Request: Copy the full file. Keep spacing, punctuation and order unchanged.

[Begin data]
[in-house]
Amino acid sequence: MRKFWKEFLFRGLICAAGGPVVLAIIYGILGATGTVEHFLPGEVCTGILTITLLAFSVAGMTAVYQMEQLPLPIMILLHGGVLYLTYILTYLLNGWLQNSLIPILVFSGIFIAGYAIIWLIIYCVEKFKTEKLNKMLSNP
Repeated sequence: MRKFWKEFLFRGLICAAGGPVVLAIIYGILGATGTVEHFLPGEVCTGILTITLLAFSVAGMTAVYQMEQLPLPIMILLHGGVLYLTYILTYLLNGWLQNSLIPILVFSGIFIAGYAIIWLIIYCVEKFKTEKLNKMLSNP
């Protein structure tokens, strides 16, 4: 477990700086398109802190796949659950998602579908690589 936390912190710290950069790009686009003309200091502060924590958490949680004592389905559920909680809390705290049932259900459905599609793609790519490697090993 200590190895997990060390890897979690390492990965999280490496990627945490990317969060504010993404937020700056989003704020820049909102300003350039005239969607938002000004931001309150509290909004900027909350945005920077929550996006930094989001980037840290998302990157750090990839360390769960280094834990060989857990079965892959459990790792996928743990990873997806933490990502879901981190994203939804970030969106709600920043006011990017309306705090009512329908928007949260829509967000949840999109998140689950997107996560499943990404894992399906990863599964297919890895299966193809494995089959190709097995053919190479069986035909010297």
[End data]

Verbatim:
[in-house]
Amino acid sequence: MRKFWKEFLFRGLICAAGGPVVLAIIYGILGATGTVEHFLPGEVCTGILTITLLAFSVAGMTAVYQMEQLPLPIMILLHGGVLYLTYILTYLLNGWLQNSLIPILVFSGIFIAGYAIIWLIIYCVEKFKTEKLNKMLSNP
Repeated sequence: MRKFWKEFLFRGLICAAGGPVVLAIIYGILGATGTVEHFLPGEVCTGILTITLLAFSVAGMTAVYQMEQLPLPIMILLHGGVLYLTYILTYLLNGWLQNSLIPILVFSGIFIAGYAIIWLIIYCVEKFKTEKLNKMLSNP
């Protein structure tokens, strides 16, 4: 477990700086398109802190796949659950998602579908690589 936390912190710290950069790009686009003309200091502060924590958490949680004592389905559920909680809390705290049932259900459905599609793609790519490697090993 200590190895997990060390890897979690390492990965999280490496990627945490990317969060504010993404937020700056989003704020820049909102300003350039005239969607938002000004931001309150509290909004900027909350945005920077929550996006930094989001980037840290998302990157750090990839360390769960280094834990060989857990079965892959459990790792996928743990990873997806933490990502879901981190994203939804970030969106709600920043006011990017309306705090009512329908928007949260829509967000949840999109998140689950997107996560499943990404894992399906990863599964297919890895299966193809494995089959190709097995053919190479069986035909010297």